Realms Beyond – A classic turn-based fantasy RPG

Source of Inspiration #3: Wizardry

Whenever the conversation touches upon old-school computer roleplaying games, the subject turns to just how difficult those games were. With that in mind, I think it is time to talk about Wizardry, the legendary RPG series developed by Sir-Tech. THOSE games were hard to beat! Seriously hard! Similarly to the Ultima games, most of our team’s first contact was not with the first Wizardry game, but rather with later entries in the series, typically, starting with Wizardry IV: The Return of Werdna.

Bane of the Cosmic ForgeIt may sound strange, but the very first thing that comes to mind when remembering Wizardry IV is its copy protection. The game allowed you to play through the entire first dungeon but then would ask you for a series of digits from a list that was included in the box. The fact that the list was printed on red paper made it virtually impossible to photocopy. (Remember, this was long before color copiers or the Internet.) It is a strange thing to remember, altogether, but it stuck for some reason.

If Ultima gave us a world to explore and Pool of Radiance gave us tactical, turn-based combat, the AD&D ruleset and the sense of wonder brought across through strange NPC encounters, Wizardry gave us the satisfying sense of accomplishment for surviving every single step of the way!

Wizardry IV, in particular, had an extremely cool story setup that was very easy to understand. You started on level 10 of a dungeon and had to make it to the top level to escape. On each level, you would have to find a pentagram to restore a part of your former power. That was it. But good luck!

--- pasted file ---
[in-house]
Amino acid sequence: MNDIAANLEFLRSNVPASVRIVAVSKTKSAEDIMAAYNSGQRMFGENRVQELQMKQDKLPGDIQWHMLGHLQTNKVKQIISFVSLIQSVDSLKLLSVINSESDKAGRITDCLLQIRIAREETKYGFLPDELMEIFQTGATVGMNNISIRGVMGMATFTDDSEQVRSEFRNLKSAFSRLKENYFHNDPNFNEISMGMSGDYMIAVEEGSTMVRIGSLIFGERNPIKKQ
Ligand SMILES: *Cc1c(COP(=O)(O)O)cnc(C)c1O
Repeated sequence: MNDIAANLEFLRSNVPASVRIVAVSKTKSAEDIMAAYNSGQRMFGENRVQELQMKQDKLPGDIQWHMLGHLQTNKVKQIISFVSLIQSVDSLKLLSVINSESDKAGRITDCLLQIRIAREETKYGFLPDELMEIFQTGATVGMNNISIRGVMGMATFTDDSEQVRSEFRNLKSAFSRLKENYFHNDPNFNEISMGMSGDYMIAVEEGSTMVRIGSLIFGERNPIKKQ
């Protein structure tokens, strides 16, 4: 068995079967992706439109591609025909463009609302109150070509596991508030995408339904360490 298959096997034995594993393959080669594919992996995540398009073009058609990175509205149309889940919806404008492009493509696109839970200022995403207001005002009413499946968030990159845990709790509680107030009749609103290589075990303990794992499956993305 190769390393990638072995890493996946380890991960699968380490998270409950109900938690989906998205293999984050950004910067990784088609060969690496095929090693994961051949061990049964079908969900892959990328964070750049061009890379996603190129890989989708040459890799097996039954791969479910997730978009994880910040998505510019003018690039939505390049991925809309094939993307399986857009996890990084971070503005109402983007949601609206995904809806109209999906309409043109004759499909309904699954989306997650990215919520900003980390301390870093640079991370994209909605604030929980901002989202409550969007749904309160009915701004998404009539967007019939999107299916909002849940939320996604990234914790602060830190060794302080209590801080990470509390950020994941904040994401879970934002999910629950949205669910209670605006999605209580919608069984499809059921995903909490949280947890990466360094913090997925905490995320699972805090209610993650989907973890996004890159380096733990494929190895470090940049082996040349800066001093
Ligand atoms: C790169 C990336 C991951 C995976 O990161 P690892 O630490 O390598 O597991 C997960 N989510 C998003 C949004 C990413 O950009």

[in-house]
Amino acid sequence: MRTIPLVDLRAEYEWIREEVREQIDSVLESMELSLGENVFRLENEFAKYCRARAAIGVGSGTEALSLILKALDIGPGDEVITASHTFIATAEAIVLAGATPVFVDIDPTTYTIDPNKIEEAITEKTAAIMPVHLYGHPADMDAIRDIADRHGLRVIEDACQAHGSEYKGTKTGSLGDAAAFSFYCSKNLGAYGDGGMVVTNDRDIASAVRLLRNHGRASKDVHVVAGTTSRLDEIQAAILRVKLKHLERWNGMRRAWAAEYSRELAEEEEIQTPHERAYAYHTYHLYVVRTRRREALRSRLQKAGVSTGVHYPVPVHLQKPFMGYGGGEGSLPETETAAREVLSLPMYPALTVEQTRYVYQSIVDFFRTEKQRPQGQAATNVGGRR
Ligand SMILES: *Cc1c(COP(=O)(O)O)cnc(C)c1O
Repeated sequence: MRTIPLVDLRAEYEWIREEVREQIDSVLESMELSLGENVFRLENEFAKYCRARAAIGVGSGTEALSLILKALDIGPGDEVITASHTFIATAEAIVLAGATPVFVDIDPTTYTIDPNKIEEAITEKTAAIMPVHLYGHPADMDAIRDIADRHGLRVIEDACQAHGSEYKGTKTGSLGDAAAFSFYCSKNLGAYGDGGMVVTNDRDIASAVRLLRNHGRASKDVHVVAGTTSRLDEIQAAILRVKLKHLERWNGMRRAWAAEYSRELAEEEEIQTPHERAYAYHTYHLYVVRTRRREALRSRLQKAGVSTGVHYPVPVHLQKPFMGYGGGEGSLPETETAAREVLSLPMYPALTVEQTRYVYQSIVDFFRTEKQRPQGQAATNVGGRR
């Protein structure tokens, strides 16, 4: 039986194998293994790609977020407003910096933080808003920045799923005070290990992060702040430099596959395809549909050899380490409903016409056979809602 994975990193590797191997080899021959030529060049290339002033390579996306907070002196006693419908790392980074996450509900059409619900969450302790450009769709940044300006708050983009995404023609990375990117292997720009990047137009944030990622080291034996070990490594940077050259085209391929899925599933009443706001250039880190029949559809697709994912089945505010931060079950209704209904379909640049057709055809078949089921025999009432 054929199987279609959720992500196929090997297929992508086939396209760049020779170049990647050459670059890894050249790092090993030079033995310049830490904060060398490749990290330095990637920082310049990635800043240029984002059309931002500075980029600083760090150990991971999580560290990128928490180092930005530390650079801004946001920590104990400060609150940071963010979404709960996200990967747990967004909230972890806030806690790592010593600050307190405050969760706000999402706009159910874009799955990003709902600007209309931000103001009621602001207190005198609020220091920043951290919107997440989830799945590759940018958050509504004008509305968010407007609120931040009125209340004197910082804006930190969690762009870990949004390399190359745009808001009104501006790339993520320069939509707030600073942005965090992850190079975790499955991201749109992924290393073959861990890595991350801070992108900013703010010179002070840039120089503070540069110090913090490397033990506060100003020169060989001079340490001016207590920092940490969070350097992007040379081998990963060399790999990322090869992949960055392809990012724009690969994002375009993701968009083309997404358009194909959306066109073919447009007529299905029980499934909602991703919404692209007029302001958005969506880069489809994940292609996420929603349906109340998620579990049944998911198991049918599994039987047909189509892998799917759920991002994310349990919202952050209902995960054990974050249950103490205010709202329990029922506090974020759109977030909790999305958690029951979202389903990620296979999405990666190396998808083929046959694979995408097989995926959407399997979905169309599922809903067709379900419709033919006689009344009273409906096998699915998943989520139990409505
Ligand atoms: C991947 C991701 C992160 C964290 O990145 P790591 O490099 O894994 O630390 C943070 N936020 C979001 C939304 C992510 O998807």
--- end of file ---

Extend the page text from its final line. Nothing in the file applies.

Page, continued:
Combat in Wizardry 6What they didn’t tell you was that there were monsters in that dungeon that could kill you with a single blow. They also did not tell you that you needed expert mapping skills to carefully map every step you took. Without it, you were hopelessly lost in no time at all. Did you just have a round of bad luck rolling the digital dice and miss a few hits? Too bad for you… end of the game! Yes, it was that hard.

Because Wizardry IV was never released on the Commodore C64, Atari ST or Amiga, few of us had actually played it. The Apple II on which it ran simply wasn’t a very popular computer in Germany. But it has always been one of those legendary games the older, nerdy gamers talked about. People you would meet at the fantasy store. The one you bought your AD&D stuff at. And according to them, all the other computer RPGs were merely kids stuff. And there was some truth to it.

With that in mind, the Wizardry games most of us had actual hands-on experience were David W. Bradley’s Wizardry V: Heart of the Maelstrom or Wizardry VI: Bane of the Cosmic Forge. The reason is simple. These games were finally available for the C64 and Amiga, respectively. And it was at this time that we got indoctrinated to the difficulty level of a Wizardry game because either of them was hard. Really hard. If you hear people talk about Demons or Dark Souls these days, this is where that true feeling of accomplishment came from. The fear that each step might be your last, and the satisfaction when, at long last, you made it past your previous point-of-defeat.

In future blog posts, we’ll revisit the Wizardry Series, to be more precise, Wizardry VII – Crusaders of the Dark Savant, in regards to advanced/prestige character classes.

But for now, we wish you Merry Christmas and happy holidays!


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